Grocery Shopping During the Coronavirus Pandemic

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Woman grocery shopping during pandemic wearing mask

Who would have thought the simple task of grocery shopping could cause anxiety for people? While we work hard to prevent the spread of COVID-19 (coronavirus) by social distancing, staying home, and washing our hands frequently, we still need to buy food and supplies. Renown Health’s Infection Prevention team, Food and Nutrition Services, and Sterile Processing offer safe grocery shopping tips and information on sanitizing items once you are home.

Should I Wear a Mask While Grocery Shopping?

Yes, the Centers for Disease Control and Prevention (CDC) recommends everyone wears a cloth face-covering in public. Masks that loop around your ears are more effective than bandanas and neck gaiters and the CDC recommends surgical masks or N-95 masks be reserved for healthcare workers. It is also important to maintain a 6-foot physical distance between each other.

Here are some best practices for wearing a mask in public:

  1. Wash your hands thoroughly for 20 seconds with soap and water before putting on your mask.
  2. Cover your nose and chin with the mask.
  3. Avoid touching your face while wearing a mask.
  4. When removing your mask be careful not to touch your eyes, nose, or mouth.
  5. Wash your hands with soap and water before taking off your mask.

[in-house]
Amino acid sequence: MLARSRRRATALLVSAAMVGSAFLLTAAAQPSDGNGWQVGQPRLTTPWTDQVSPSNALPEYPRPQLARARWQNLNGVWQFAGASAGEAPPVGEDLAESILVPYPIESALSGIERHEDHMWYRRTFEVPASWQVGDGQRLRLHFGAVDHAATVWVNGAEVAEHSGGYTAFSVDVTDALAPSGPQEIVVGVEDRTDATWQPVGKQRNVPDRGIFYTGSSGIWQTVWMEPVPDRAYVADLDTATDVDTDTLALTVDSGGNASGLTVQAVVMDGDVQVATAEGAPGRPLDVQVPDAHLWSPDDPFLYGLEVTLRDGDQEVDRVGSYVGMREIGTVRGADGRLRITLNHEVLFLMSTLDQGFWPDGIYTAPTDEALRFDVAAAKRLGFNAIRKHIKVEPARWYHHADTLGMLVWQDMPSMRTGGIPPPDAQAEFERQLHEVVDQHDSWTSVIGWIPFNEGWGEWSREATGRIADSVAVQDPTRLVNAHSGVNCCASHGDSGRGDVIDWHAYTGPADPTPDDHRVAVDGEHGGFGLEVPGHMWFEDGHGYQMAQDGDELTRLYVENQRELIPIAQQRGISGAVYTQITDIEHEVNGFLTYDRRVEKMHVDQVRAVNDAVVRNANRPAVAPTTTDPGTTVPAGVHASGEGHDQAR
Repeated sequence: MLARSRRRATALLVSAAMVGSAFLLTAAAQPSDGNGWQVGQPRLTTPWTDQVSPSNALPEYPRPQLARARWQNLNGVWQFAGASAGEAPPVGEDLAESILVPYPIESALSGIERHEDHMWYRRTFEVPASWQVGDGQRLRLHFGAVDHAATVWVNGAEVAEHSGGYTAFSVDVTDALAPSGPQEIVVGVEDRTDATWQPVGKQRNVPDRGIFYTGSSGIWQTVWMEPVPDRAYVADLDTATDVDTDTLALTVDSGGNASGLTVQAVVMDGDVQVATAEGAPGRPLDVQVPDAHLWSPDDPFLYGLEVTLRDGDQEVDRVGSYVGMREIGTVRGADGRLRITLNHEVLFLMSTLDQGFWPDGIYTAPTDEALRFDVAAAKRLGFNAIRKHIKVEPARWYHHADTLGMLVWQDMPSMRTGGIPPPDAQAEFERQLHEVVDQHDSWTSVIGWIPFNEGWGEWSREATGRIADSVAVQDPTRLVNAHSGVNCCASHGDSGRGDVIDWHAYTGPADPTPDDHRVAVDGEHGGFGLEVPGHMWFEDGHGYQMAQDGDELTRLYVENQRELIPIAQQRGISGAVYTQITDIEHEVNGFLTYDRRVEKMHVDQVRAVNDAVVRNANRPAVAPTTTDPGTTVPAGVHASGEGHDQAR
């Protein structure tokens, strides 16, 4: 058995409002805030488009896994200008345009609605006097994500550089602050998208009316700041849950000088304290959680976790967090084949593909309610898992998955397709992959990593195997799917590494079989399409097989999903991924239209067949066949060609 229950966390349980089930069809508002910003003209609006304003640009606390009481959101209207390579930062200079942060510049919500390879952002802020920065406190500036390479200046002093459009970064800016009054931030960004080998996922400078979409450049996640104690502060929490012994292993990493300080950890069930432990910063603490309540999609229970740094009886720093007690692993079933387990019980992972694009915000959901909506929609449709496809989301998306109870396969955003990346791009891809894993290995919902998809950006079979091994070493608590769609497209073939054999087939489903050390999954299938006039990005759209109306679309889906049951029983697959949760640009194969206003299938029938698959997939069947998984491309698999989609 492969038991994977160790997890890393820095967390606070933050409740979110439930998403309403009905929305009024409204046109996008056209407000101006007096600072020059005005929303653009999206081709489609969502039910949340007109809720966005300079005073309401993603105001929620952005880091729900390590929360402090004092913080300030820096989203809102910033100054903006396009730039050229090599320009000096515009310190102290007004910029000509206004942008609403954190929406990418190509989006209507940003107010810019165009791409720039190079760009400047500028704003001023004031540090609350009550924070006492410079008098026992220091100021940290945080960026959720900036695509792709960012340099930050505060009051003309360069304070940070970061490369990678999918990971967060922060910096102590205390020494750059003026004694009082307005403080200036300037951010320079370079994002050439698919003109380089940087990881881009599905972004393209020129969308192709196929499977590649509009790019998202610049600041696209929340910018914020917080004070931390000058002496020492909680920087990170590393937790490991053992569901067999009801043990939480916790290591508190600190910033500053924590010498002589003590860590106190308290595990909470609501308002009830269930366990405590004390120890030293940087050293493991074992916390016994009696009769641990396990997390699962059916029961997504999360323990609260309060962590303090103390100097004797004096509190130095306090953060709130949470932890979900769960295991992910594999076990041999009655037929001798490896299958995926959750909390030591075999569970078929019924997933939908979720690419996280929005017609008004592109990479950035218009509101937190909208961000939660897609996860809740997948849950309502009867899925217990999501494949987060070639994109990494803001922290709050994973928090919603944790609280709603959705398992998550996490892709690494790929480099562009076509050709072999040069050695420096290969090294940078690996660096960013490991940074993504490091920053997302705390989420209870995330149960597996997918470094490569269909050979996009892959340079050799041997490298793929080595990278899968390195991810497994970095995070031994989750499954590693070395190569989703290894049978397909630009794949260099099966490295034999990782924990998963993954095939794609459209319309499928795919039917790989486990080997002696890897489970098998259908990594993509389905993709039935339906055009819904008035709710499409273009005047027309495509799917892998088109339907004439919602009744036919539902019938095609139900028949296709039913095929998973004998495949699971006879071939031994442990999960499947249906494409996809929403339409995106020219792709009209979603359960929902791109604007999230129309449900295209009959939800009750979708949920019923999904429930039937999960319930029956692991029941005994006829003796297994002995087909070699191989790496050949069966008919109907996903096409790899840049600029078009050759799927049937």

RELATED: The Best Way to Clean a Cloth Mask

Should I Wear Gloves While Grocery Shopping?

No, gloves provide the same protection as your skin when worn for an extended time. If you touch the grocery cart with gloves but don’t remove the gloves before touching your phone, then you have spread germs to your phone.
Rather than wearing gloves, it’s best to keep up frequent hand washing with soap and water, and using hand sanitizer when soap and water are not available.

RELATED: Expert Hand-Washing Advice

When You Get Home

After you return home and safely remove your face mask with clean hands, please follow these steps for sanitizing your groceries. According to the Food and Drug Administration (FDA), there is currently no evidence of food being associated with the transmission of COVID-19.

  1. Wash fruits and vegetables with water before storing them.
  2. Remove packaged food from its packaging when possible. For example, pour cereal or chips into a clean reusable container.
  3. Wipe down canned or jarred goods.
  4. Before, during, and after handling food, wash your hands with soap and water for at least 20 seconds.

 

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